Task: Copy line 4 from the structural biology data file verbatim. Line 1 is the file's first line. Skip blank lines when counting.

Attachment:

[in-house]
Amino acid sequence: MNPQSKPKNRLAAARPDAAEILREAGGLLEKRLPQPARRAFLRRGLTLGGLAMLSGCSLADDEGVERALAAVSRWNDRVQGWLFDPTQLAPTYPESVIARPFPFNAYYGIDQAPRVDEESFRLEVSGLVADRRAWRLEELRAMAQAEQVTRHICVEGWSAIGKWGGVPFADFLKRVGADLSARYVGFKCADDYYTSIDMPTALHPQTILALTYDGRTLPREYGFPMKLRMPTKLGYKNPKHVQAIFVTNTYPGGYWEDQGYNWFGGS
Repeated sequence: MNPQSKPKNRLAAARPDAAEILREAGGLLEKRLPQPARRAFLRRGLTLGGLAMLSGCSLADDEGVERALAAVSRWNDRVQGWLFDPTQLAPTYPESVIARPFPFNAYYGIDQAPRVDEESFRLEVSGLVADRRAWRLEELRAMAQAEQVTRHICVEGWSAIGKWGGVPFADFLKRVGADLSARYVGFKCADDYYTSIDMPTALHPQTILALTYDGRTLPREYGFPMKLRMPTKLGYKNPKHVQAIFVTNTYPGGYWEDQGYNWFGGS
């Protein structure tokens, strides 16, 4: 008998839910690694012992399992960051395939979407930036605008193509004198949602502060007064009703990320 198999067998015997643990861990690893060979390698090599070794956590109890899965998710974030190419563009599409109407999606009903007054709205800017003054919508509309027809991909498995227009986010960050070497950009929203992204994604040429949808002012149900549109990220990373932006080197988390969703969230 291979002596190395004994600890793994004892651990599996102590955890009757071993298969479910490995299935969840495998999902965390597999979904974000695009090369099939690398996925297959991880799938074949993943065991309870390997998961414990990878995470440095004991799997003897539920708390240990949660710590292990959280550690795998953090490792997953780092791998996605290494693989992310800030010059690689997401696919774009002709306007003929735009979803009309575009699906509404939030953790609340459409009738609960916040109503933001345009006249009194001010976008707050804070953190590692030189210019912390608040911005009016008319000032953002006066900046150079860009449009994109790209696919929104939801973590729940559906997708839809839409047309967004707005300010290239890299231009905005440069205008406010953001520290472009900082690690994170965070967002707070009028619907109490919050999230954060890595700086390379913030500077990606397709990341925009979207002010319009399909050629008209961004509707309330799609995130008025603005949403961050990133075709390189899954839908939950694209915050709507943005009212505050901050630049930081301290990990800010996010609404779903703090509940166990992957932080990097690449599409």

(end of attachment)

């Protein structure tokens, strides 16, 4: 008998839910690694012992399992960051395939979407930036605008193509004198949602502060007064009703990320 198999067998015997643990861990690893060979390698090599070794956590109890899965998710974030190419563009599409109407999606009903007054709205800017003054919508509309027809991909498995227009986010960050070497950009929203992204994604040429949808002012149900549109990220990373932006080197988390969703969230 291979002596190395004994600890793994004892651990599996102590955890009757071993298969479910490995299935969840495998999902965390597999979904974000695009090369099939690398996925297959991880799938074949993943065991309870390997998961414990990878995470440095004991799997003897539920708390240990949660710590292990959280550690795998953090490792997953780092791998996605290494693989992310800030010059690689997401696919774009002709306007003929735009979803009309575009699906509404939030953790609340459409009738609960916040109503933001345009006249009194001010976008707050804070953190590692030189210019912390608040911005009016008319000032953002006066900046150079860009449009994109790209696919929104939801973590729940559906997708839809839409047309967004707005300010290239890299231009905005440069205008406010953001520290472009900082690690994170965070967002707070009028619907109490919050999230954060890595700086390379913030500077990606397709990341925009979207002010319009399909050629008209961004509707309330799609995130008025603005949403961050990133075709390189899954839908939950694209915050709507943005009212505050901050630049930081301290990990800010996010609404779903703090509940166990992957932080990097690449599409």